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In a note out to clients, this morning, Oppenheimer top investment strategist Brian Belski reflects on recent discussions he’s had with clients about the state of the market.It provides a nice glimpse into what people are thinking, and why they might be mistaken on some key areas.
Translation: Still nobody is worried about stocks.
Says Belski: 'We believe this topic is the epitome of the current status quo environment. Namely, investors have become so dismissive of a potential double-digit correction that they are ignoring other pitfalls that could occur. To be clear, we are not making any kind of technical call on the S&P 500--far from it. Part of our overall investment process is to incorporate fundamental, macro, price and psychological analysis. The concern is our experience dictates that consensus is rarely correct when a conclusion is so uniformly agreed upon, especially when it comes to the far-reaching agreement of a ―trading range summer‖ and 1,250 market bottom.'
Translation: This is pretty interesting. People still believe that the 'Fed Put' is out there.
Says Belski: 'We believe that investors have become too reliant on monetary policy for stocks to go up. Our view continues to be that stock prices ascend due to fundamentals, not policy'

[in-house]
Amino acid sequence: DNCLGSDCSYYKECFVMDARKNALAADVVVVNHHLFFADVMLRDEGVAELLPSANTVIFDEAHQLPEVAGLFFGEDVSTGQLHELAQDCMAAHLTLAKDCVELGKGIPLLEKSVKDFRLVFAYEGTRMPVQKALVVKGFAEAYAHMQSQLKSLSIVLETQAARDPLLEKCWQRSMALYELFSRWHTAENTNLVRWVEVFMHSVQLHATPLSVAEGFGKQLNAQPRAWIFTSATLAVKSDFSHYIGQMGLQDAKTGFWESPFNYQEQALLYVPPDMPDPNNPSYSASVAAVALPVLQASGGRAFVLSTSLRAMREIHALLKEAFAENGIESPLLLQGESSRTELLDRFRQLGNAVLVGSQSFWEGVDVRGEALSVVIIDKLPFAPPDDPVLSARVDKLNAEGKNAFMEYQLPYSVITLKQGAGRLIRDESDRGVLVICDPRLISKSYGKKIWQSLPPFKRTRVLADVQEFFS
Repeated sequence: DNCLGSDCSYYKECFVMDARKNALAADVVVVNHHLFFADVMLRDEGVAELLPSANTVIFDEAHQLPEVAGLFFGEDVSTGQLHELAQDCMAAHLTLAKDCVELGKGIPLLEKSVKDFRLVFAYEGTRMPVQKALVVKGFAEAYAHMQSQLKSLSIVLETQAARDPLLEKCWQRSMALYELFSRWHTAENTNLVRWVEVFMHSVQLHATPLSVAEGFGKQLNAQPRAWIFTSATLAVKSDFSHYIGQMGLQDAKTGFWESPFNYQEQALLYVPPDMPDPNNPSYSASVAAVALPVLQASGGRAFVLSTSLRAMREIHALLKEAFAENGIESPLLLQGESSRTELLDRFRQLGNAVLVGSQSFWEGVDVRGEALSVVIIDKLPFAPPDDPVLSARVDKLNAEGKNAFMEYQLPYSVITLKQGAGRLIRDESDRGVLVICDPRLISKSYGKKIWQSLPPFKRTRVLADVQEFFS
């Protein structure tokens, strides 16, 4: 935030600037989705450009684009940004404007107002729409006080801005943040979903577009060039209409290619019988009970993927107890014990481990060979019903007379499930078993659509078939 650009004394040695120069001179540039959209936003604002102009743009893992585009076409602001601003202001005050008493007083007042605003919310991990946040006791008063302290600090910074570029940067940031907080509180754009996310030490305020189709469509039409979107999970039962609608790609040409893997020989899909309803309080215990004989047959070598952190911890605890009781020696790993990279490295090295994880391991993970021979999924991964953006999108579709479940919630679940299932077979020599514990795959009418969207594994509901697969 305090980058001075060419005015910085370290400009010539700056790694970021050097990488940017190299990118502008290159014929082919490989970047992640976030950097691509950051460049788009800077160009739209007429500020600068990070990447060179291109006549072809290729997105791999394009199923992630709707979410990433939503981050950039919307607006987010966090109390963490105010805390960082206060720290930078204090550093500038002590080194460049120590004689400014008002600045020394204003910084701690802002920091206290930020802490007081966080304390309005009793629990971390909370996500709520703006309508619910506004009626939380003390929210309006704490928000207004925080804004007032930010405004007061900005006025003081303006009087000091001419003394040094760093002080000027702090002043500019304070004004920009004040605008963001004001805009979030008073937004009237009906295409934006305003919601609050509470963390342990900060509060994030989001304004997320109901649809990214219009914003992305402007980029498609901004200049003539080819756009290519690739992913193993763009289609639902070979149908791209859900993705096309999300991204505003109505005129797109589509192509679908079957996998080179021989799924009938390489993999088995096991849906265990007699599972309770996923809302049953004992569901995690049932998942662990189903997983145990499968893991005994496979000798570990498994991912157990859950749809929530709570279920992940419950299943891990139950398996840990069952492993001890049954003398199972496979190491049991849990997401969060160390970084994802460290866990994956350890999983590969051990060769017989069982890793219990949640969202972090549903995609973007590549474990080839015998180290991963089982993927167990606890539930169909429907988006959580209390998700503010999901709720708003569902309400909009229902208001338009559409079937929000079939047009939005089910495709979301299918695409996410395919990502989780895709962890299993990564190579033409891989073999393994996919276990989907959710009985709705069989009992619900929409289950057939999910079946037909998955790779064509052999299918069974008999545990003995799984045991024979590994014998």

Translation: Buy the BRICs.
Says Belski: 'There is no doubt in our mind that emerging markets are the secular growth darlings of the next 25-50 years. However, we believe the growth exhibited by many of these areas--including China--will likely encounter a period of maturing expansion some time in the next three to five years.'
Translation: Despite the pullback, people still basically believe that the good times for corporations is continuing, just like it has in recent quarters.
Says Belski: 'We think too many investors are banking on another season of upward earnings surprise. For one thing, the economy has clearly slowed, and rising nondiscretionary costs over the past several months have pressured the consumer which generates the majority of US growth. In addition, earnings revisions for the S&P 500 (for both 2011 and 2012 earnings) are approaching all- time highs.'
Translation: Despite uber-low PEs on huge tech stocks like Microsoft, those stocks are still heading lower.
Says Belski: 'We continue to believe Technology, and Industrials for that matter, are the best fundamentally positioned US sectors in terms of operating performance, valuation and growth for the next three to five years.'
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